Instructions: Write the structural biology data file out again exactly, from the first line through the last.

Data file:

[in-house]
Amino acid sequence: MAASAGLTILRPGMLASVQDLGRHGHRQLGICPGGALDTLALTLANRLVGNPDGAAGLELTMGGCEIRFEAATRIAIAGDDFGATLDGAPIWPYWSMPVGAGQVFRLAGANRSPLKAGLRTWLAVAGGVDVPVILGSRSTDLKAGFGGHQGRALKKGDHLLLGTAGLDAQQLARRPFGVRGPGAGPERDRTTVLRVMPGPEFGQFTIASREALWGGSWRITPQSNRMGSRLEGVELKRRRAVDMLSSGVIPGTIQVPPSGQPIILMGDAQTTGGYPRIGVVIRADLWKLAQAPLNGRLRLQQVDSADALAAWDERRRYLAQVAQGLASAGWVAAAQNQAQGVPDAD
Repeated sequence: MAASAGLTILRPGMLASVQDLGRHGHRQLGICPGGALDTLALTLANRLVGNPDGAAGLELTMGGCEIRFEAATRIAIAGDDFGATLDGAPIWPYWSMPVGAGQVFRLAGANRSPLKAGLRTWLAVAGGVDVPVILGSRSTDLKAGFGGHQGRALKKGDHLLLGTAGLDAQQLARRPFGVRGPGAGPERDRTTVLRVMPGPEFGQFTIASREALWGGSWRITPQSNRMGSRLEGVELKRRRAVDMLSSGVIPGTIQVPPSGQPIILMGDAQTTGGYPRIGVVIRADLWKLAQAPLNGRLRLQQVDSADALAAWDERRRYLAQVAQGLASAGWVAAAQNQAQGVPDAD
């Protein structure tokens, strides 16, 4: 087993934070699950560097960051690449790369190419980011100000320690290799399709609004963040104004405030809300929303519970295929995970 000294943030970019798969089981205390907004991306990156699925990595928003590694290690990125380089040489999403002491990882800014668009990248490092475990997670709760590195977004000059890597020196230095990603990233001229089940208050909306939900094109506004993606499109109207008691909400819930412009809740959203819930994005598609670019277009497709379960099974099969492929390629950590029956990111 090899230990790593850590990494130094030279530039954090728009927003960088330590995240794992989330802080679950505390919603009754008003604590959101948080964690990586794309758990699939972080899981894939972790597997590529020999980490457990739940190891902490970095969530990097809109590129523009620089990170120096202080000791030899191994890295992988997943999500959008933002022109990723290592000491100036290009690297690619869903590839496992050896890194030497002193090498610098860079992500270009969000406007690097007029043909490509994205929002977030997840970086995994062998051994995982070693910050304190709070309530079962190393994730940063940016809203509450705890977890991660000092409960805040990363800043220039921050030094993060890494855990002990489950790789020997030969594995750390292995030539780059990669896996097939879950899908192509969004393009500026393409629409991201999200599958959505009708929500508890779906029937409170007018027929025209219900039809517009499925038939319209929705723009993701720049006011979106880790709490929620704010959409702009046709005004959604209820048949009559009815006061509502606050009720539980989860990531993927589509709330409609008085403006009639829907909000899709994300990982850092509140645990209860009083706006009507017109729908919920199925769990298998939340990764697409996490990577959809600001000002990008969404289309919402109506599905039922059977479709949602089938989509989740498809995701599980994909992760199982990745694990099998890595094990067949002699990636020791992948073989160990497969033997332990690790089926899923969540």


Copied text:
[in-house]
Amino acid sequence: MAASAGLTILRPGMLASVQDLGRHGHRQLGICPGGALDTLALTLANRLVGNPDGAAGLELTMGGCEIRFEAATRIAIAGDDFGATLDGAPIWPYWSMPVGAGQVFRLAGANRSPLKAGLRTWLAVAGGVDVPVILGSRSTDLKAGFGGHQGRALKKGDHLLLGTAGLDAQQLARRPFGVRGPGAGPERDRTTVLRVMPGPEFGQFTIASREALWGGSWRITPQSNRMGSRLEGVELKRRRAVDMLSSGVIPGTIQVPPSGQPIILMGDAQTTGGYPRIGVVIRADLWKLAQAPLNGRLRLQQVDSADALAAWDERRRYLAQVAQGLASAGWVAAAQNQAQGVPDAD
Repeated sequence: MAASAGLTILRPGMLASVQDLGRHGHRQLGICPGGALDTLALTLANRLVGNPDGAAGLELTMGGCEIRFEAATRIAIAGDDFGATLDGAPIWPYWSMPVGAGQVFRLAGANRSPLKAGLRTWLAVAGGVDVPVILGSRSTDLKAGFGGHQGRALKKGDHLLLGTAGLDAQQLARRPFGVRGPGAGPERDRTTVLRVMPGPEFGQFTIASREALWGGSWRITPQSNRMGSRLEGVELKRRRAVDMLSSGVIPGTIQVPPSGQPIILMGDAQTTGGYPRIGVVIRADLWKLAQAPLNGRLRLQQVDSADALAAWDERRRYLAQVAQGLASAGWVAAAQNQAQGVPDAD
């Protein structure tokens, strides 16, 4: 087993934070699950560097960051690449790369190419980011100000320690290799399709609004963040104004405030809300929303519970295929995970 000294943030970019798969089981205390907004991306990156699925990595928003590694290690990125380089040489999403002491990882800014668009990248490092475990997670709760590195977004000059890597020196230095990603990233001229089940208050909306939900094109506004993606499109109207008691909400819930412009809740959203819930994005598609670019277009497709379960099974099969492929390629950590029956990111 090899230990790593850590990494130094030279530039954090728009927003960088330590995240794992989330802080679950505390919603009754008003604590959101948080964690990586794309758990699939972080899981894939972790597997590529020999980490457990739940190891902490970095969530990097809109590129523009620089990170120096202080000791030899191994890295992988997943999500959008933002022109990723290592000491100036290009690297690619869903590839496992050896890194030497002193090498610098860079992500270009969000406007690097007029043909490509994205929002977030997840970086995994062998051994995982070693910050304190709070309530079962190393994730940063940016809203509450705890977890991660000092409960805040990363800043220039921050030094993060890494855990002990489950790789020997030969594995750390292995030539780059990669896996097939879950899908192509969004393009500026393409629409991201999200599958959505009708929500508890779906029937409170007018027929025209219900039809517009499925038939319209929705723009993701720049006011979106880790709490929620704010959409702009046709005004959604209820048949009559009815006061509502606050009720539980989860990531993927589509709330409609008085403006009639829907909000899709994300990982850092509140645990209860009083706006009507017109729908919920199925769990298998939340990764697409996490990577959809600001000002990008969404289309919402109506599905039922059977479709949602089938989509989740498809995701599980994909992760199982990745694990099998890595094990067949002699990636020791992948073989160990497969033997332990690790089926899923969540």